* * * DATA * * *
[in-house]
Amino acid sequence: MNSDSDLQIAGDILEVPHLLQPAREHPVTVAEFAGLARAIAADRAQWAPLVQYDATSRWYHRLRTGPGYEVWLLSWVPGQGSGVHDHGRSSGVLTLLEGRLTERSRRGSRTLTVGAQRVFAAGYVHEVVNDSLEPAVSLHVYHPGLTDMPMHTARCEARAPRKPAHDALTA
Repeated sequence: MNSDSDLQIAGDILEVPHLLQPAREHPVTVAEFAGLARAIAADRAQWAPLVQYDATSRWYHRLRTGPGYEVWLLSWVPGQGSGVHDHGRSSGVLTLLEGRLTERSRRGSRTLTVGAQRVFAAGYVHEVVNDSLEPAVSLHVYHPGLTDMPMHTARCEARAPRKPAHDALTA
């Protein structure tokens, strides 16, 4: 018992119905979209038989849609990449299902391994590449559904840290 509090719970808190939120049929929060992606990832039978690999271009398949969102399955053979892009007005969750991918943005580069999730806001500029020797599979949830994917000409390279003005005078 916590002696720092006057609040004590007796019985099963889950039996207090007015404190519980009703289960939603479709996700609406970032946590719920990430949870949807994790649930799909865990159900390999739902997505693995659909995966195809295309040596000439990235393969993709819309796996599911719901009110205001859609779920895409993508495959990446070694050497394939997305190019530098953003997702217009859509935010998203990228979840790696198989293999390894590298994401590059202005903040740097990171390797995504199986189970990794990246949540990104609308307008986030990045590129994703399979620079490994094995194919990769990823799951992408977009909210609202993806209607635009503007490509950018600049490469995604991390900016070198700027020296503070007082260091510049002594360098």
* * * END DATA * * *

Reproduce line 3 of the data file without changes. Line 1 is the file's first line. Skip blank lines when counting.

Repeated sequence: MNSDSDLQIAGDILEVPHLLQPAREHPVTVAEFAGLARAIAADRAQWAPLVQYDATSRWYHRLRTGPGYEVWLLSWVPGQGSGVHDHGRSSGVLTLLEGRLTERSRRGSRTLTVGAQRVFAAGYVHEVVNDSLEPAVSLHVYHPGLTDMPMHTARCEARAPRKPAHDALTA